Driving further north lies Myall Lakes - a series of fresh water lakes protected under the Ramsar Convention. The shores of these large but shallow lakes make for amazing camping, while a few camping sites also provide for more upscale accommodation. Whatever be your budget, the Myall Lakes are well removed from sprawling townships giving you the opportunity to live within nature at its best! The lakes are not too deep, so splashing here is quite some fun. What is amazing is a walk on the lake shores at dusk and watching a fiery sunset and its wondrous reflections on the lakes. You might also want to drive to the nearby sand dunes (continuing from Port Stephens) and walk a bit.

Photo of Myall Lakes National Park, Mungo Brush NSW, Australia by Ayan
Photo of Myall Lakes National Park, Mungo Brush NSW, Australia by Ayan

Camping on the shores of these lagoons is a true 'far from the madding crowd' experience

Photo of Myall Lakes National Park, Mungo Brush NSW, Australia by Ayan
Photo of Myall Lakes National Park, Mungo Brush NSW, Australia by Ayan

Must do: Not far from the Myall Lakes lie Seal Rocks, a beautiful and quaint promontory with an equally beautiful Lighthouse. The Boat beach at Seal Rocks is a sheltered inlet and makes for awesome dips in the transparent blue waters, while the hike up to the Seal Rocks Lighthouse is a wonderful trail through gum trees and blowholes! If you can afford the budget, stay a night or two at the Seal Rocks lighthouse – a paradise for solitude seekers, while helping you tick the ‘stay at a serene lighthouse’ off your bucket list

4. Kiama

Distance from Sydney: 120 km to the south

Driving time from Sydney: Approximately 2- 2.5 hours

We move over to the south of Sydney now, and a beautiful long drive through the Grand Pacific drive takes one to Sydney’s smaller cousin in the south – bustling Wollongong and then further to the coastal haven of Kiama. This drive is super picturesque and allows for magnificent pit stops if you have the time. One can drive through the Royal National Park and wade in the shallow green lagoons plus waterfall at Wattamolla beach, go skinny diving at the hidden Figure 8 pool (yes, the lake is the shape of the number 8), stop at Bald Hill, Stanwell Top for a bit of paragliding from the hills. Or go for a treetop climb near Illawara. Alternately, one can stop at the Nan Tien Buddhist temple for a bit of meditation and moksha at what is one of the largest temple complexes in the southern hemisphere! Finally, zip-zap-zoom past the magnificent Sea Cliff Bridge to finally head towards Kiama. (This road trip actually justifies the saying that the fun lies in the journey more than the destination!)

Photo of Kiama NSW, Australia by Ayan
Photo of Kiama NSW, Australia by Ayan

One of the many rock pools in Kiama

Photo of Kiama NSW, Australia by Ayan

The popular Bald hill lookout

Photo of Kiama NSW, Australia by Ayan

The Kiama lighthouse

Photo of Kiama NSW, Australia by Ayan

At Kiama, rest your now tired soul through beautiful walks by the seaside, swimming in hidden rock pools and of course, watching the blowhole for which Kiama is most famous. There are two of them, and the large one (the ‘Big Blowhole’) gives really tall gushing of the seawater, sometimes reaching a staggering 25 m height and definitely spraying all the onlookers!

Must do: The Kiama blowhole is a definite draw here. But that’s not all. Kiama’s famous rock-pool is one helluva spot. Swimming in its warm waters while staring at the Ocean makes it as good an infinity pool as you can find anywhere on the coastline here!

5. Huskisson, Jervis Bay

Distance from Sydney: 180 km to the south

Driving time from Sydney: Approximately 2.5 - 3 hours

Further south lies the bustling spot of Huskisson. If you want some camping in the wild, head over to the Booderee National Park, with wonderful drives in the woods. Alternately, if you want the luxury of civilization, Huskisson is studded with refined apartments, sparkling restaurants and gorgeous shops. In terms of activities, there is too much on offer at Huskisson. You can take a dolphin cruise to see the denizens of the huge Jervis Bay. Alternately, if it’s whaling season (May – November) go out to check the migrating humpback whales nursing their calves in the calm waters of Jervis Bay. If you like hikes, visit the Point Perpendicular Lighthouse that looks like a cute Lego toy. Or go over to the other side of the bay and trek up the Cape St. George Lighthouse that was destroyed in the 1920s for confusing rather than guiding the ships from wrecking on the nearby rocks!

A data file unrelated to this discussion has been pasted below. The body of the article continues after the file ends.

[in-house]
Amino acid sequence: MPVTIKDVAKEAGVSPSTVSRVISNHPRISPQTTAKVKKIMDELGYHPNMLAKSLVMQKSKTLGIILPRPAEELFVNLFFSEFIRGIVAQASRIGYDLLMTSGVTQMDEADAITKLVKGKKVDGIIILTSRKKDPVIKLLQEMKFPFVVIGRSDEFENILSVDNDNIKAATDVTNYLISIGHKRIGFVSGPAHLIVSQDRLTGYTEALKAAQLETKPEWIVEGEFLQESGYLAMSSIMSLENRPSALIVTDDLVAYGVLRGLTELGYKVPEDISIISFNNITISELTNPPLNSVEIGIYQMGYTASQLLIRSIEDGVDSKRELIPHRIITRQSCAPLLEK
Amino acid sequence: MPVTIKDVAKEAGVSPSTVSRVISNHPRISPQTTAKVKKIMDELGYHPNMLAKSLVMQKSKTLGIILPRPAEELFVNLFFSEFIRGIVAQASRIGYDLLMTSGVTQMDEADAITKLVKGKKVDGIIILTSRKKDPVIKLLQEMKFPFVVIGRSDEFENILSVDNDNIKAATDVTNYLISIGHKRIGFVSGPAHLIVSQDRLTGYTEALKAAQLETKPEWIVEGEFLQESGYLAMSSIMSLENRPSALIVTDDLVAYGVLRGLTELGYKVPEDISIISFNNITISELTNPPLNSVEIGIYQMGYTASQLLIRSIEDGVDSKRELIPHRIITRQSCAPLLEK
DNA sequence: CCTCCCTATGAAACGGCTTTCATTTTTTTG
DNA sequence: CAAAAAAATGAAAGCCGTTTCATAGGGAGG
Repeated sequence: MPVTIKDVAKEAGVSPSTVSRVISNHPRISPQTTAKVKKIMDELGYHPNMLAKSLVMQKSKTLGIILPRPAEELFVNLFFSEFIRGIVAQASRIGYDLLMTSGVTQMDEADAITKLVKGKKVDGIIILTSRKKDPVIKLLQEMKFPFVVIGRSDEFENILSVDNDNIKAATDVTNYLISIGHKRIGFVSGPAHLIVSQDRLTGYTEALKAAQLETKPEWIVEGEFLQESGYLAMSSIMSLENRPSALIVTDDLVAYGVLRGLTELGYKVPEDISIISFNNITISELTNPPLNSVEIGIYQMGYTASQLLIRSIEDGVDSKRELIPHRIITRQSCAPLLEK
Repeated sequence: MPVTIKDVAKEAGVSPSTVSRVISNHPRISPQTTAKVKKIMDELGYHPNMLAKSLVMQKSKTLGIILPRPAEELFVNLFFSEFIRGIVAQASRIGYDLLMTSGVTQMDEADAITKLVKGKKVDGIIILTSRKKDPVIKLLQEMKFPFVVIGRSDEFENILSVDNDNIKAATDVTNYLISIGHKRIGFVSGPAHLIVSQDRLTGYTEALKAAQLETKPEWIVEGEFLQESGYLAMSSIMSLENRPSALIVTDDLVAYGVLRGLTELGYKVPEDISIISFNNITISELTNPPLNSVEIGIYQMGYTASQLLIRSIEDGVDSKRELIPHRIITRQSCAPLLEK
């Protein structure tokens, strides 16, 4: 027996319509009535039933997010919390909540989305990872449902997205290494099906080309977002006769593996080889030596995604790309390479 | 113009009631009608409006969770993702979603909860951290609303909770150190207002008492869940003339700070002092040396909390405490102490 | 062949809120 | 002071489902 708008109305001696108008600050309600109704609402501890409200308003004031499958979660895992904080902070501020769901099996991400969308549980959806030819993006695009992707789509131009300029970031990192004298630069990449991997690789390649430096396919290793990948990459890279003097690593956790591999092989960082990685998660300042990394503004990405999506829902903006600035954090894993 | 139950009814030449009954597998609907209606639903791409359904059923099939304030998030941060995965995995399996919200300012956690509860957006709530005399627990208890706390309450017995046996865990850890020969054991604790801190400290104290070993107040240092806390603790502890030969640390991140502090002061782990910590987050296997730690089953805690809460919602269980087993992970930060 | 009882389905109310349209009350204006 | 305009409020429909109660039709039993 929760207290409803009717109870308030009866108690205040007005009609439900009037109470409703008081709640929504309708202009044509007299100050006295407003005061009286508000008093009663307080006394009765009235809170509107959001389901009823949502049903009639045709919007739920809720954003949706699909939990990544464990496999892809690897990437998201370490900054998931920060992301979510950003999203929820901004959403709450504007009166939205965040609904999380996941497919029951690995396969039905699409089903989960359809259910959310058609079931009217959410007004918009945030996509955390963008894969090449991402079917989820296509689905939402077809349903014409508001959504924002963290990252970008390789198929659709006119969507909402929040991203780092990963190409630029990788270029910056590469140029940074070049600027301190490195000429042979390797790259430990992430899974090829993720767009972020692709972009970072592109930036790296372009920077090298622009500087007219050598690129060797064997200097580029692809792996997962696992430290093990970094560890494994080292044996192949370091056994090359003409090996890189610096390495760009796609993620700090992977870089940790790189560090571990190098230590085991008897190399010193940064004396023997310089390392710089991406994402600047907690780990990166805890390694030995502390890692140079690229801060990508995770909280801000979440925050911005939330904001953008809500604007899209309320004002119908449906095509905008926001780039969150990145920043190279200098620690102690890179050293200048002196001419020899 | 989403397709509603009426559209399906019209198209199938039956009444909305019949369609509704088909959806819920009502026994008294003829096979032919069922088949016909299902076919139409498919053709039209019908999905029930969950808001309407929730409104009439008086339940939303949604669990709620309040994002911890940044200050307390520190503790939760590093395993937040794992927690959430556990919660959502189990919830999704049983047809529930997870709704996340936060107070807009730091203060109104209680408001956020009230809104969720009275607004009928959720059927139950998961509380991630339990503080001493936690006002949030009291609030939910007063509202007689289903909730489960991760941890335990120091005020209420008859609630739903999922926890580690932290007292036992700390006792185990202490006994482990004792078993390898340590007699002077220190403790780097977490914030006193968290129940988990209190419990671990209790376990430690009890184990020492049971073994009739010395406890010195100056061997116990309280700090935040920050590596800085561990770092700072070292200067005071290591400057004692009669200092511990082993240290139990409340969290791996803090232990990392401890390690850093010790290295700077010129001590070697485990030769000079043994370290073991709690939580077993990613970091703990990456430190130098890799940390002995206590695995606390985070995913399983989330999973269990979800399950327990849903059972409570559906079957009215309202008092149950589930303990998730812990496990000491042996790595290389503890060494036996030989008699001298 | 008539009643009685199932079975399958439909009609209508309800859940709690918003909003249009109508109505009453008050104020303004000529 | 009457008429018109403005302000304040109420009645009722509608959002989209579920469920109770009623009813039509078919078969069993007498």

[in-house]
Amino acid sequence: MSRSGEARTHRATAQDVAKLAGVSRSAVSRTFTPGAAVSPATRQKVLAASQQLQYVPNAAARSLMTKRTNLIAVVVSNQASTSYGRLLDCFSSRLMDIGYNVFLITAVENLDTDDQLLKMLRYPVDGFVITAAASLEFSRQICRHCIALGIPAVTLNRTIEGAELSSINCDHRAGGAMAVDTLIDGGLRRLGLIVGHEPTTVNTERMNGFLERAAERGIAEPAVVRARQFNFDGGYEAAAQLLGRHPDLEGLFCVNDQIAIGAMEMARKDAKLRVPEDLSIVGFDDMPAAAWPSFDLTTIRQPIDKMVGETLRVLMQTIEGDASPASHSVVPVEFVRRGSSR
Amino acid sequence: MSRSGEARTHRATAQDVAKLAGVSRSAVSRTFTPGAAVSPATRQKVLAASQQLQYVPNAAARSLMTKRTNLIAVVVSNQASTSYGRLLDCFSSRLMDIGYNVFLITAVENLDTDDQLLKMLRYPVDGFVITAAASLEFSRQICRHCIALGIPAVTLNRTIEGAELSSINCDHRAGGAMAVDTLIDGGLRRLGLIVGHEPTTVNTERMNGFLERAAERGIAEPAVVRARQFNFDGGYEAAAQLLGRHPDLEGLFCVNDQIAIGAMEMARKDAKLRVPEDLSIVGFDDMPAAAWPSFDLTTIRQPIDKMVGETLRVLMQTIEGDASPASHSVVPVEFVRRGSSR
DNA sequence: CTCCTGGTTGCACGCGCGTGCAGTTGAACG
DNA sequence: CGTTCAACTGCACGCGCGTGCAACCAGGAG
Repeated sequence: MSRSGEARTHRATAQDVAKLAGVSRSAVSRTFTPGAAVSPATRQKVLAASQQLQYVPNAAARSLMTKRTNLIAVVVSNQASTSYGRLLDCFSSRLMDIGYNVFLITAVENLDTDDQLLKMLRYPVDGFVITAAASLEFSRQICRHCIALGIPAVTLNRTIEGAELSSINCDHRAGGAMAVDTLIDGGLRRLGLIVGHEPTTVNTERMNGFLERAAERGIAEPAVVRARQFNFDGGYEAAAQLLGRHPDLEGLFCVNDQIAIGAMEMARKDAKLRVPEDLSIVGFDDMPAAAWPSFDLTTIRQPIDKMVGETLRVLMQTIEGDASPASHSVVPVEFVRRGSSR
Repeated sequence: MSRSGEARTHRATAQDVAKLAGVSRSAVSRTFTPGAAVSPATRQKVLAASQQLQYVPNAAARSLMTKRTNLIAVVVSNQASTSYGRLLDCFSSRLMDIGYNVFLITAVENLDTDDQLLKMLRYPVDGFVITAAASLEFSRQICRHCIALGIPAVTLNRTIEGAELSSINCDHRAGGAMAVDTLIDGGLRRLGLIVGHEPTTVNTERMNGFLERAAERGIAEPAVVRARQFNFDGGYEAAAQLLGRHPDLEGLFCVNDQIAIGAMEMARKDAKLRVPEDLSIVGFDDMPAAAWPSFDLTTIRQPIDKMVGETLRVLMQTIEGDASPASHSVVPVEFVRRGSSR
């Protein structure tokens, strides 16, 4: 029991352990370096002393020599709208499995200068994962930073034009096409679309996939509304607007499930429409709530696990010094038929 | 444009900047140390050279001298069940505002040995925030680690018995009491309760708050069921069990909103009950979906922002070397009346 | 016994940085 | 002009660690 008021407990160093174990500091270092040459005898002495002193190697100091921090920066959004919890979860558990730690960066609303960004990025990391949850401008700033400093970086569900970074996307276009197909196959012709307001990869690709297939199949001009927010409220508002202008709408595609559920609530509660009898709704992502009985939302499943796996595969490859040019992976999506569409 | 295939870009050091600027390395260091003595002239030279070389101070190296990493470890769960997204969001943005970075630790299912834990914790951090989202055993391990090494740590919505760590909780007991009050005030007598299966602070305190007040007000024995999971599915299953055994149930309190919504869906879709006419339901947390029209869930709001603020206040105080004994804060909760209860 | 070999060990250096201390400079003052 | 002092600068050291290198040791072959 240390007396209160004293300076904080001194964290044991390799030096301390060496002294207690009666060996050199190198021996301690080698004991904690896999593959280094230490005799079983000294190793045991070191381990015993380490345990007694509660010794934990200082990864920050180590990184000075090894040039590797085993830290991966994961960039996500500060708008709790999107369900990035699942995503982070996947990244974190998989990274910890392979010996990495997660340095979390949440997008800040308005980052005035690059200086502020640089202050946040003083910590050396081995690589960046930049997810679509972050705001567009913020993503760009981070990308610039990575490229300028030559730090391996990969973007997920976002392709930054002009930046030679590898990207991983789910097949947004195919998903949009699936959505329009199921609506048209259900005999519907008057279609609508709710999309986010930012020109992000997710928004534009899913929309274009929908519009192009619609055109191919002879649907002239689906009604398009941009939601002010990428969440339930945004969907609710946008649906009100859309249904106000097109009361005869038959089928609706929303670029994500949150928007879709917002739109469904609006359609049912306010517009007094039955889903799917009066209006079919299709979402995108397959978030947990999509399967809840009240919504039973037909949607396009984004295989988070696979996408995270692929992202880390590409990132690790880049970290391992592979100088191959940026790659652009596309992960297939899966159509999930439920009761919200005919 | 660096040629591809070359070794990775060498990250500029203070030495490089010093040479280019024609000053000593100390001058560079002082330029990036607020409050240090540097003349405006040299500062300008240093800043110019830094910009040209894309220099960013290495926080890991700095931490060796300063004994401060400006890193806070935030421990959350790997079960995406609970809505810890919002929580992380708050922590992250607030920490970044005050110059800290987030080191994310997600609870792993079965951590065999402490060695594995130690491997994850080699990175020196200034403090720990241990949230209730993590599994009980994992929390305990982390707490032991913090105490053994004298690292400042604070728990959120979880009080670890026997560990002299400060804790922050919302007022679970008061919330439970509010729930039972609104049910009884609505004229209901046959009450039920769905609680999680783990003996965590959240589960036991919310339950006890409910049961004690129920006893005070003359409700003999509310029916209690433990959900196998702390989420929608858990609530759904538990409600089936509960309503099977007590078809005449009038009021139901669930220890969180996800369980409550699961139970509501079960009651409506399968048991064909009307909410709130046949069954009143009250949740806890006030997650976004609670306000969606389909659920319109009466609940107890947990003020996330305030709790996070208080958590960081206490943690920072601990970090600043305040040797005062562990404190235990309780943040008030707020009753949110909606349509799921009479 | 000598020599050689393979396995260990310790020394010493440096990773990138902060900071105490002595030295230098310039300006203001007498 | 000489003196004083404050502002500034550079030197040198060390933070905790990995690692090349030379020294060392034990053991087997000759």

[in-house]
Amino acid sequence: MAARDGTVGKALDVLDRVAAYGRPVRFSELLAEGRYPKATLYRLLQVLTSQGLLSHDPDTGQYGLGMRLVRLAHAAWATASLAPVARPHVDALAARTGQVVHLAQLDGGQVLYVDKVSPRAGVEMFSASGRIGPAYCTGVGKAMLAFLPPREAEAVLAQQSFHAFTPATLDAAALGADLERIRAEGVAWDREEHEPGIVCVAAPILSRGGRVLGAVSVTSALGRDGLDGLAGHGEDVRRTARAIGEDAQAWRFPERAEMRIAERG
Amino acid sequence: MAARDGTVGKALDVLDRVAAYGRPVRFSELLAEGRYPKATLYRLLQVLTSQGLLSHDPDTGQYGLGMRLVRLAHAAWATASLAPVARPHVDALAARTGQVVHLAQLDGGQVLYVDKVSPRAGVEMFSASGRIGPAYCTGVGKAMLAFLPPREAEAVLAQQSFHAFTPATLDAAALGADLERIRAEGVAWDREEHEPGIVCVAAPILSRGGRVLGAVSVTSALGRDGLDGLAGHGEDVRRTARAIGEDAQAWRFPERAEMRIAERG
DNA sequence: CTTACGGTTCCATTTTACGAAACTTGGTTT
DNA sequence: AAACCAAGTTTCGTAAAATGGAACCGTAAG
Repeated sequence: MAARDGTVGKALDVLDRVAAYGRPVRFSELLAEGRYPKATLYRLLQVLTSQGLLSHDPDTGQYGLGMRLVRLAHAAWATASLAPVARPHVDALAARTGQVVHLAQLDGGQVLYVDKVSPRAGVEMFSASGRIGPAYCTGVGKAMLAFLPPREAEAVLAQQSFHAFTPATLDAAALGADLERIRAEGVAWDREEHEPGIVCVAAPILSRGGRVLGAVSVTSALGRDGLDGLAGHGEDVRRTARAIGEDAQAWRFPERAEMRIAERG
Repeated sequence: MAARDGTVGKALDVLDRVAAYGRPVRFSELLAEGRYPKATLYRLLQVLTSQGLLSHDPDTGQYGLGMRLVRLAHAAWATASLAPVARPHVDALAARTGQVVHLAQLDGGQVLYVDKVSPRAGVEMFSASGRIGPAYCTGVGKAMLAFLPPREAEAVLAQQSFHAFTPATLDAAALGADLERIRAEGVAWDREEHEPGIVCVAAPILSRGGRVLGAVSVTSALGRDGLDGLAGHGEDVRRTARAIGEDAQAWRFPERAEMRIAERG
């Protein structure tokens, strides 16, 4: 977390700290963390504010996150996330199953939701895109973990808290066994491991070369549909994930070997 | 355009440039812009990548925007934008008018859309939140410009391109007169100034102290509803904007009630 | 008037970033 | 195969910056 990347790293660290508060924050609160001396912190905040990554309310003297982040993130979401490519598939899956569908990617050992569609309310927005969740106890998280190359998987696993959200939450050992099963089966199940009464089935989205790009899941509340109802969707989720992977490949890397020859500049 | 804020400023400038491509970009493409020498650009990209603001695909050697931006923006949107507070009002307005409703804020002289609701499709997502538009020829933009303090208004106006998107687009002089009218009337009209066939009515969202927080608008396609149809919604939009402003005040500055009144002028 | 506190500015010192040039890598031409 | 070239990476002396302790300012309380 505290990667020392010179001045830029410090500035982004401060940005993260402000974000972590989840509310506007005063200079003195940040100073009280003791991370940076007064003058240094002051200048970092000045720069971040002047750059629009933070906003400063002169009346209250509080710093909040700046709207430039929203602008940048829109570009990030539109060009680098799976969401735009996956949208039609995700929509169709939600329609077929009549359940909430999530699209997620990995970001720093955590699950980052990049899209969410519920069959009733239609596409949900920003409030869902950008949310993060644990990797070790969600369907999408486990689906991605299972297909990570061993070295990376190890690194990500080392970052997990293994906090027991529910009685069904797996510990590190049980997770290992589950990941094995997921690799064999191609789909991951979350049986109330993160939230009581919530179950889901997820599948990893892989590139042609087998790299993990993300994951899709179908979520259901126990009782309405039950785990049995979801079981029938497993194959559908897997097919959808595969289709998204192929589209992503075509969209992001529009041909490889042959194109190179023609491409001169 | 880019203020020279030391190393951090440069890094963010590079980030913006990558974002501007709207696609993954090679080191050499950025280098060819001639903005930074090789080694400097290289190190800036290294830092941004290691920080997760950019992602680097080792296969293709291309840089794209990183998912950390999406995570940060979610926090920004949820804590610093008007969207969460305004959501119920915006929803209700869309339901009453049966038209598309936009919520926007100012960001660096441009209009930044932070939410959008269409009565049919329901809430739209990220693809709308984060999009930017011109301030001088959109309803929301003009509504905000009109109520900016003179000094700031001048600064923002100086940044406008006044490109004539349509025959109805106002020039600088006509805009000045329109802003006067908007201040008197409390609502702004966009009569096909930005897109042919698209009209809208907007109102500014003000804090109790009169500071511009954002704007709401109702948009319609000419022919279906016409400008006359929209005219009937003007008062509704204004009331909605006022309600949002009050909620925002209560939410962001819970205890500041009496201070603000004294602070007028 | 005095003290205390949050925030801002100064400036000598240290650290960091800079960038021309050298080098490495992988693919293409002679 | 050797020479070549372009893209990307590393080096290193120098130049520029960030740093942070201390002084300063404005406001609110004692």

Photo of Jervis Bay, Australia by Ayan

The point perpendicular lighthouse

Photo of Jervis Bay, Australia by Ayan

Chinaman's Beach

Photo of Jervis Bay, Australia by Ayan

The famous white sands of Hyam's Beach

Photo of Jervis Bay, Australia by Ayan

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Photo of Jervis Bay, Australia by Ayan

The famous white sands of Hyam's Beach

Photo of Jervis Bay, Australia by Ayan

There is also a multitude of beaches hidden within the Booderee National Park that justifies a drive through dirt tracks for a gorgeous swim in hidden inlets and alcoves (such as Honeymoon Bay, Steamers Beach and Cave Beach to name a few)

Must do: The quintessential must do at Jervis Bay is swim at Hyam’s Beach – the whitest sand beach in New South Wales and definitely one of the prettiest beaches all over the country. There is also a beautiful white sands walk through a string of white sands beach (including Hyams) for all those who want to walk and swim through these gorgeous beaches and waters.

Australia is blessed with one of the most beautiful – and longest - coastlines anywhere in the world. It is therefore undoubtedly a land famous for seascapes and seaside vacations. There are scores and scores of beautiful hamlets for those who want to discover and relish this coastline. In winter months, the waters might feel cold for a swim but that is compensated by whale watching – thousands of whales pass by the coastline during their annual migration to the warmer waters of the north. Otherwise, if you visit Australia in it summer, there’s just so much to see and tour. Down Under is indeed a land for the sun, sea and sands!